The Democratic presidential primary hopefuls debated Tuesday in the shadow of the House impeachment inquiry, with House Speaker Nancy Pelosi and Rep. Adam Schiff, the House Intelligence Committee chairman, giving an update an hour before.
Vermont Sen. Bernie Sanders, one of the leading contenders in polls, was on the campaign trail for the first time since his heart attack at the beginning of the month.
Massachusetts Sen. Elizabeth Warren is now a front-runner, with a poll from George Washington University released on Tuesday showing her leading.
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Former Vice President Joe Biden is under attack by President Donald Trump and his allies over his son’s previous position on the board of a Ukraine gas company. Hunter Biden in an interview with ABC News admitted to poor judgment but said there had been no ethical lapse.
Previous debates focused on domestic policy, but the Turkish invasion of Syria, and Trump’s decision to order the withdrawal of the American military, pushed foreign policy to the forefront.
Tuesday's three-hour meetup took place at Otterbein University in Ohio. It was sponsored by CNN and The New York Times.
Also appearing: Sen. Cory Booker of New Jersey, South Bend, Indiana, Mayor Pete Buttigieg, Former Housing and Urban Development Secretary Julián Castro, Rep. Tulsi Gabbard of Hawaii, Sen. Kamala Harris of California, Sen. Amy Klobuchar of Minnesota, Former Rep. Beto O'Rourke of Texas, and Tom Steyer and Andrew Yang, both businessmen.
Here are some of the top moments from the evening.
"AN ERRATIC, CRAZY PRESIDENT"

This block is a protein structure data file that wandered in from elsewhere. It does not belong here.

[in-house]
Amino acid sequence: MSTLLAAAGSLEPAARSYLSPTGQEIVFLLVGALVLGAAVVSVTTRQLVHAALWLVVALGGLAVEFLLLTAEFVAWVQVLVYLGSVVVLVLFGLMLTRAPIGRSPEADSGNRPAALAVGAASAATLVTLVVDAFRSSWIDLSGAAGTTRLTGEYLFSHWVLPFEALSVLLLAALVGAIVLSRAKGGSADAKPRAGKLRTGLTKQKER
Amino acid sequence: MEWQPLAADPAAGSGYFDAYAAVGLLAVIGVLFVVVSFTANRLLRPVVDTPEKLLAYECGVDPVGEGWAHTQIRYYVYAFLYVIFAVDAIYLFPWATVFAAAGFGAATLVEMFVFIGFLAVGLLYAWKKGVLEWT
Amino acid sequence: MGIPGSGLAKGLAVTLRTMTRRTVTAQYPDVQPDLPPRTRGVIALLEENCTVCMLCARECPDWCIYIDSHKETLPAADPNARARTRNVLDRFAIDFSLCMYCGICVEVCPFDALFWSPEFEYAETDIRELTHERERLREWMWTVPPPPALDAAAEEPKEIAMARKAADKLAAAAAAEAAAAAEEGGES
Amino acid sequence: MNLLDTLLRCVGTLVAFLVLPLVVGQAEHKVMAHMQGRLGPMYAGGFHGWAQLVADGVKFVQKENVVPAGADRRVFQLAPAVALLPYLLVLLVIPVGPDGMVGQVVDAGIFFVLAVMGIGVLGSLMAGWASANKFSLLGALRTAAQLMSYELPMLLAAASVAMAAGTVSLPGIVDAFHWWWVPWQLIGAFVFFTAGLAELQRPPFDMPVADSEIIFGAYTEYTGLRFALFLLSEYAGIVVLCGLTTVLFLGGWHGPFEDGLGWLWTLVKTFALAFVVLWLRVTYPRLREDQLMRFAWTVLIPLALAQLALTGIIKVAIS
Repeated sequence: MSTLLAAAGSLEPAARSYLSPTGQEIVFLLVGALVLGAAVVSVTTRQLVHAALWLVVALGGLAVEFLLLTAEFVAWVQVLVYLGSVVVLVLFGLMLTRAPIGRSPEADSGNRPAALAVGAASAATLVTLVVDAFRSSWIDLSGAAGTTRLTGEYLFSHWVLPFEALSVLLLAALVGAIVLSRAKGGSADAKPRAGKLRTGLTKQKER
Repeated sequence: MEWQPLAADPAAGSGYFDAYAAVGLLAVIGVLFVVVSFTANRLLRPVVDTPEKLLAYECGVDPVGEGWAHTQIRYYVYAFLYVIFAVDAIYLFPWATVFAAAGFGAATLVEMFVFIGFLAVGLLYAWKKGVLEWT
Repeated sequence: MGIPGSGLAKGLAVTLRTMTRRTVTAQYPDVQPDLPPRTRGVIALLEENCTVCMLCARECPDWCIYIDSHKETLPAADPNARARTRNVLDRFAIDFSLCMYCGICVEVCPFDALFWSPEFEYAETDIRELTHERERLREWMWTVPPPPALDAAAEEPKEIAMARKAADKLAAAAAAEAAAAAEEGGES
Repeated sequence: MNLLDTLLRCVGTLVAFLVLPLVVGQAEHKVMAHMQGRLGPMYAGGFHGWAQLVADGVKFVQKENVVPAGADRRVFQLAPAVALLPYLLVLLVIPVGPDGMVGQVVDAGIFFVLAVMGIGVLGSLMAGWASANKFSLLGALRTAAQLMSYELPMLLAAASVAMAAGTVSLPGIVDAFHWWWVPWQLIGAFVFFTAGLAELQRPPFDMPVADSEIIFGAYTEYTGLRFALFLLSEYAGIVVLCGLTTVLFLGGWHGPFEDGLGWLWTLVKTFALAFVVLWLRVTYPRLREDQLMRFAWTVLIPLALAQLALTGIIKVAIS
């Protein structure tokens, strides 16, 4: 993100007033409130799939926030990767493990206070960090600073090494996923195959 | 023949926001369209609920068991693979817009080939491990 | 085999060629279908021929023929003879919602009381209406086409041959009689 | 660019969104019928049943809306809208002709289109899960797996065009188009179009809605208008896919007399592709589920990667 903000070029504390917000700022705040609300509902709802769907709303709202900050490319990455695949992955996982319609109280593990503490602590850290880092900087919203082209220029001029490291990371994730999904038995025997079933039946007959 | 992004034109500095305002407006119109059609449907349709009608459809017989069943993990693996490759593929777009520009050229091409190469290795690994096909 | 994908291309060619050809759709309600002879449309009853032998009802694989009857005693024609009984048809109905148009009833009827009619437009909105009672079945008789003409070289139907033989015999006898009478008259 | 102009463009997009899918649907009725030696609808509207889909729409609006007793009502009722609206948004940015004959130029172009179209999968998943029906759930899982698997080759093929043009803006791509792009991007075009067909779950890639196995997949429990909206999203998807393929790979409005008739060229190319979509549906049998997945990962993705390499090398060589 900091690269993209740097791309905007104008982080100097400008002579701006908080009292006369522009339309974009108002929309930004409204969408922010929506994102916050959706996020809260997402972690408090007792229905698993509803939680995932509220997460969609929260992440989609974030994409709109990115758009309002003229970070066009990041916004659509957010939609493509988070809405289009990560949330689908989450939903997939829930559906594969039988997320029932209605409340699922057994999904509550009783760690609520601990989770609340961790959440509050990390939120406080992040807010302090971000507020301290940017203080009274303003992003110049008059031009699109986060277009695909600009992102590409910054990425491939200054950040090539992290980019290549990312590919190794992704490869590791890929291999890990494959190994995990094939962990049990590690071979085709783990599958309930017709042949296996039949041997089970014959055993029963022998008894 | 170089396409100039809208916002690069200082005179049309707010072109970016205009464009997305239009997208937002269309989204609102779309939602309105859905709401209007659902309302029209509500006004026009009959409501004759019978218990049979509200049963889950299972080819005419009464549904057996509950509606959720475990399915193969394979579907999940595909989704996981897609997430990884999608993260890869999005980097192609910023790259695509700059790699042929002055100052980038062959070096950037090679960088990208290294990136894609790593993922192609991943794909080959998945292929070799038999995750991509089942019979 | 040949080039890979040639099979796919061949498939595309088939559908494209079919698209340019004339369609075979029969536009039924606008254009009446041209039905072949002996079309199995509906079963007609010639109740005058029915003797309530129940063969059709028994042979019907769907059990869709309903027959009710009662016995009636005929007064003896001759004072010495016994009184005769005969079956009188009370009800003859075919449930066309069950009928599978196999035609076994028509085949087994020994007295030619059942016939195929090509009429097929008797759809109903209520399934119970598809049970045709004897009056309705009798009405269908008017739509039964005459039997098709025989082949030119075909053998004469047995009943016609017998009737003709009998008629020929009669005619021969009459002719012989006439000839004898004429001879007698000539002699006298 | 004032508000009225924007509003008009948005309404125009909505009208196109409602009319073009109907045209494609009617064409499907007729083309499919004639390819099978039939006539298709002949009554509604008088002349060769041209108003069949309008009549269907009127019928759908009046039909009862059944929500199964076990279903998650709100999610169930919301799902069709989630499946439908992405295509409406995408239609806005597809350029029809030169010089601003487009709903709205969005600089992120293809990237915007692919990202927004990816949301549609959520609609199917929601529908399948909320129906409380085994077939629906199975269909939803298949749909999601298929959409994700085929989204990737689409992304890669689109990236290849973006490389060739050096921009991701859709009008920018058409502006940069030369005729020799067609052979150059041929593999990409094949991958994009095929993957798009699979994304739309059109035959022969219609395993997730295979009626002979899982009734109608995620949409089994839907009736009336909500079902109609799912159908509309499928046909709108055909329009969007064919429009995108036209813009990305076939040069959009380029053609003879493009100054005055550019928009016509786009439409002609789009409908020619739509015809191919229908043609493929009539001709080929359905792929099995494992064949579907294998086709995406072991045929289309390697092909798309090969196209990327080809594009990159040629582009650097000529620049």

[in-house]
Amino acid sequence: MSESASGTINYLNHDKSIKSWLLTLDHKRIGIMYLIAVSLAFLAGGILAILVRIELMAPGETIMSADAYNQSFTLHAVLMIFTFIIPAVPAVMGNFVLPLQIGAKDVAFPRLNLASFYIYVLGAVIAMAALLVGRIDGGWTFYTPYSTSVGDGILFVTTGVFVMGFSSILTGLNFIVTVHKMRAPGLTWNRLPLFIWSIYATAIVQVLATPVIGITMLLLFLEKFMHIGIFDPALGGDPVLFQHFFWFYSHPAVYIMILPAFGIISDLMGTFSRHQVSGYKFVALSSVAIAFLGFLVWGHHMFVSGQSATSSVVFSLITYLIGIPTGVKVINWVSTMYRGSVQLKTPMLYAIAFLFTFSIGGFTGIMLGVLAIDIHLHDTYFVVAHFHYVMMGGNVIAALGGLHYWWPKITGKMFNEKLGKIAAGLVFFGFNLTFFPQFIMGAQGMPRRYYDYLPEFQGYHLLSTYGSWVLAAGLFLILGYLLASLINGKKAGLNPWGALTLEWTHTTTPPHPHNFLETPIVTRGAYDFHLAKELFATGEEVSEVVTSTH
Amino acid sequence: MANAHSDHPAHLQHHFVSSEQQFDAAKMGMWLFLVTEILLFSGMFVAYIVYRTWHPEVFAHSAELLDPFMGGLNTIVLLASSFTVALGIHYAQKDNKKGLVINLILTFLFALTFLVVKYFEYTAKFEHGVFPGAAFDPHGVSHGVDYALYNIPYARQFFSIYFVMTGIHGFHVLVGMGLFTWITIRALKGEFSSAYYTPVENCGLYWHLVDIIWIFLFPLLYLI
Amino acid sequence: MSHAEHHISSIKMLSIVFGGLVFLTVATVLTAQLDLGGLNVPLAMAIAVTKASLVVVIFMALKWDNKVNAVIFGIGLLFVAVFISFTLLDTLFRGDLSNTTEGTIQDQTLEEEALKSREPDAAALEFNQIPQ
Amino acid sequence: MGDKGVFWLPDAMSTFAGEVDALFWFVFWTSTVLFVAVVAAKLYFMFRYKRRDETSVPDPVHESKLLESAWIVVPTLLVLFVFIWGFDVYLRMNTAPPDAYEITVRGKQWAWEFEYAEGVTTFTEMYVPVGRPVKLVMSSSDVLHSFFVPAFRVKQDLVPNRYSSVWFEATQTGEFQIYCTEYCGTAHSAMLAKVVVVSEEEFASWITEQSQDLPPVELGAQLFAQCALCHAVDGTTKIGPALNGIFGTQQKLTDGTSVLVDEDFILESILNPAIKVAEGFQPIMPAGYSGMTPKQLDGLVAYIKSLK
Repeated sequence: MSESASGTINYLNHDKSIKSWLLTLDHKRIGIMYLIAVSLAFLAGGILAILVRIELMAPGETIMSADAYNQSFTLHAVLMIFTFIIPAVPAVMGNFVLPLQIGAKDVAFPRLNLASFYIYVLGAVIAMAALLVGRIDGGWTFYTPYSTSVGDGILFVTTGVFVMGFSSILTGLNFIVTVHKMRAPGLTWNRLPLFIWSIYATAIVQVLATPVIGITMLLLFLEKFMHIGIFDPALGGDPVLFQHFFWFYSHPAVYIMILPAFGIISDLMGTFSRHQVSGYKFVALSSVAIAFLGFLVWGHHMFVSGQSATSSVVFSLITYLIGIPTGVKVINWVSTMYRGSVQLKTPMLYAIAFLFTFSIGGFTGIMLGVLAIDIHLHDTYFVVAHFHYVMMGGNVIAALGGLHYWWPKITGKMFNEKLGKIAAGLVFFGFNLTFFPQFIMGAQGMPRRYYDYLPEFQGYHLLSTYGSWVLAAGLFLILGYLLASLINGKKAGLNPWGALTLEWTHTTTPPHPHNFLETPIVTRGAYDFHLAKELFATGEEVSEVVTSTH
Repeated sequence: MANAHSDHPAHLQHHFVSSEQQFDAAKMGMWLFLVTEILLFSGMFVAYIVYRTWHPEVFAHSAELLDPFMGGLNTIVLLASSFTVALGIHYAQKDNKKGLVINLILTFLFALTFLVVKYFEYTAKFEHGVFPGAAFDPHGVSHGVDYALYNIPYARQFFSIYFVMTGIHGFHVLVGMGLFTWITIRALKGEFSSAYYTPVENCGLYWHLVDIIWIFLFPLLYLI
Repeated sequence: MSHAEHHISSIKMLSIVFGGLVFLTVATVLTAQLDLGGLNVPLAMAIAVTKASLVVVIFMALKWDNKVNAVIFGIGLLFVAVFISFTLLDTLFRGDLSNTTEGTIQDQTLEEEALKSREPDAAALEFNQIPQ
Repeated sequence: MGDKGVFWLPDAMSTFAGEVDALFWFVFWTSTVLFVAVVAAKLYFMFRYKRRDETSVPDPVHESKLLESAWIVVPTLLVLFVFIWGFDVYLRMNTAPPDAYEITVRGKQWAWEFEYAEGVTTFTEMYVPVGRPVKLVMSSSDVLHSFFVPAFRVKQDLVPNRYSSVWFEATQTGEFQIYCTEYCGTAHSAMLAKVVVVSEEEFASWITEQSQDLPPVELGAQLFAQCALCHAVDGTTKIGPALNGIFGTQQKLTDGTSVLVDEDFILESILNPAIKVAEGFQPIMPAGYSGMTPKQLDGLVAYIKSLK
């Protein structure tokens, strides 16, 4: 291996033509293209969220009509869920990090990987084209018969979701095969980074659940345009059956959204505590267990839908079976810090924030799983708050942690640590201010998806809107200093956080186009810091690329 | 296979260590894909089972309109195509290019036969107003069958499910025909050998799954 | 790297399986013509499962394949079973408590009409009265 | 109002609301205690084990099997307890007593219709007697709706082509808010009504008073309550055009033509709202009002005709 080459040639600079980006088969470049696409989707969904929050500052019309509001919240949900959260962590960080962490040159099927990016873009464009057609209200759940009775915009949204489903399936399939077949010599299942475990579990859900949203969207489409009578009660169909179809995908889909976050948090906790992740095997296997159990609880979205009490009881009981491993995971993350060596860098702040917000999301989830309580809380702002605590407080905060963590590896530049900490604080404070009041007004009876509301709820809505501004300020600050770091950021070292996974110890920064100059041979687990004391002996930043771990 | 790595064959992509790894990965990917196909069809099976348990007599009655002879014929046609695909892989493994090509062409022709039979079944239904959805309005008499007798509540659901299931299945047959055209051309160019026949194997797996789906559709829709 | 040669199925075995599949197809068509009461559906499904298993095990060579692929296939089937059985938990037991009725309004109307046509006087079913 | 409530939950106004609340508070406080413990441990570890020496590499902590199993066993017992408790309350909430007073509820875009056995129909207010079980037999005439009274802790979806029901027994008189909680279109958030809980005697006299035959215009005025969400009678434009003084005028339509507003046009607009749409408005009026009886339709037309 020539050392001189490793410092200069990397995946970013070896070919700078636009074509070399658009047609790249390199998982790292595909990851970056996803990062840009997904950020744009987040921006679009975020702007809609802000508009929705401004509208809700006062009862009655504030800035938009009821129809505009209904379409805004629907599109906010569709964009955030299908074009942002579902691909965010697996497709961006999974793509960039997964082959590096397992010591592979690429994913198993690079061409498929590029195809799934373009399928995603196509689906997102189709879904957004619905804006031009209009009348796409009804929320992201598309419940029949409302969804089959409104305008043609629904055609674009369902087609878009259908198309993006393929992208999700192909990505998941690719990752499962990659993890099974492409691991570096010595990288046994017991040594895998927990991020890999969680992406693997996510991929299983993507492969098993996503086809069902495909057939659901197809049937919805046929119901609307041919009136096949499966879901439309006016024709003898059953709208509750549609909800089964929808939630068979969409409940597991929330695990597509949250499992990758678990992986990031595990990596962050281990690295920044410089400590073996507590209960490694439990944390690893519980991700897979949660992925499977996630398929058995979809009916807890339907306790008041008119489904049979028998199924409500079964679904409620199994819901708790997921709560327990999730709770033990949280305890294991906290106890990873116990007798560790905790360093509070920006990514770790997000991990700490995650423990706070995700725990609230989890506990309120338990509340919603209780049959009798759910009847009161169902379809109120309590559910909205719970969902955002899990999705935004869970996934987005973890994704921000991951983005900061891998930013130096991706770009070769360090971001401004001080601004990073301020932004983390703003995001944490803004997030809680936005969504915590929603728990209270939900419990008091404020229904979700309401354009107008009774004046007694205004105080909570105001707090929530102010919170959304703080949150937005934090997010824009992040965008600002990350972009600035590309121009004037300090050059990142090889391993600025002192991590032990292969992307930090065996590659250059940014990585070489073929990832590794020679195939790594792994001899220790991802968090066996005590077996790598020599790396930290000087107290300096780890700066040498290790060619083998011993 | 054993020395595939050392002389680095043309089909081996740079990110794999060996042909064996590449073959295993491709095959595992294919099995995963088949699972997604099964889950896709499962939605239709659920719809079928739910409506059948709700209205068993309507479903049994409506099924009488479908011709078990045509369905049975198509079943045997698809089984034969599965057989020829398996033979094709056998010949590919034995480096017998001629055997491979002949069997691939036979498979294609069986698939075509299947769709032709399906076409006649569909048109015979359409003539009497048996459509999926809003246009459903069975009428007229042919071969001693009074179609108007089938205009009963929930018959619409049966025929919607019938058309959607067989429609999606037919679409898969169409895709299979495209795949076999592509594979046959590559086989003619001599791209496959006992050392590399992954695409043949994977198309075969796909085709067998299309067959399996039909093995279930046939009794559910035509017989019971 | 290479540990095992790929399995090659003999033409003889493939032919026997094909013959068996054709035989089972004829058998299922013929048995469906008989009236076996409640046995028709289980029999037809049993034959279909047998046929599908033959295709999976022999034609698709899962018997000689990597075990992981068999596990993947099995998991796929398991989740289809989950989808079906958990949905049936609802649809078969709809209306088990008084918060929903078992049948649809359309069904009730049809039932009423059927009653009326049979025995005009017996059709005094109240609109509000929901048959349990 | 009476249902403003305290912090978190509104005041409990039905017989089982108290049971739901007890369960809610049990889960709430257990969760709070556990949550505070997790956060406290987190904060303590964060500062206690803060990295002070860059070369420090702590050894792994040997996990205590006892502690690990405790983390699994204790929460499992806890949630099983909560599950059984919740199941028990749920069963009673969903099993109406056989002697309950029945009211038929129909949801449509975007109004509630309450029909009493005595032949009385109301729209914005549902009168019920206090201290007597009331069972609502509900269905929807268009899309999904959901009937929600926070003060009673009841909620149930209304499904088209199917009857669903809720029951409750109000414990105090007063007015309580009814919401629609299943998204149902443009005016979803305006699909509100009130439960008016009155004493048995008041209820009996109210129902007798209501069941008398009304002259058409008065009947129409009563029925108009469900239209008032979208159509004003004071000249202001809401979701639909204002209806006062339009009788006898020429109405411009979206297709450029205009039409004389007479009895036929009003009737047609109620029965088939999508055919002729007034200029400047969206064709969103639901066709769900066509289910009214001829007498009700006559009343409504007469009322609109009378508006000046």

Biden, as a former vice president, has extensive foreign experience, something his campaign has pointed to as a strength.
Asked how he would check the power of Russian President Vladimir Putin on the world stage, Biden criticized Trump: "We have an erratic, crazy president who knows not a damn thing about foreign policy and operates out of fear for his own reelection."
BIDEN DEFENDS HIMSELF, HIS SON OVER UKRAINE DEALINGS
Biden was asked why if his son had acted properly, he promised that if he were elected president, no members of his family would engage in foreign deals. Trump has repeatedly attacked Hunter Biden's dealings in Ukraine.
Biden said his son, “did nothing wrong. I did nothing wrong."
While Biden was vice president and in charge of policy toward Ukraine, his son took a position on the board of a Ukrainian gas company for which he reportedly was paid $50,000 a month.
Hunter Biden also has pledged that he would not work for foreign-owned companies.
There is no evidence either Biden engaged in wrongdoing, but they have come under fire from Republicans. Trump and his personal lawyer, Rudy Giuliani, pressed Ukraine to investigate the Bidens, pressure that prompted Pelosi to begin a formal impeachment inquiry.
“I gave a hook to some very unethical people to act in illegal ways to try to do some harm to my father. That’s where I made the mistake,” Hunter Biden said in an exclusive interview on "Good Morning America." “So I take full responsibility for that.”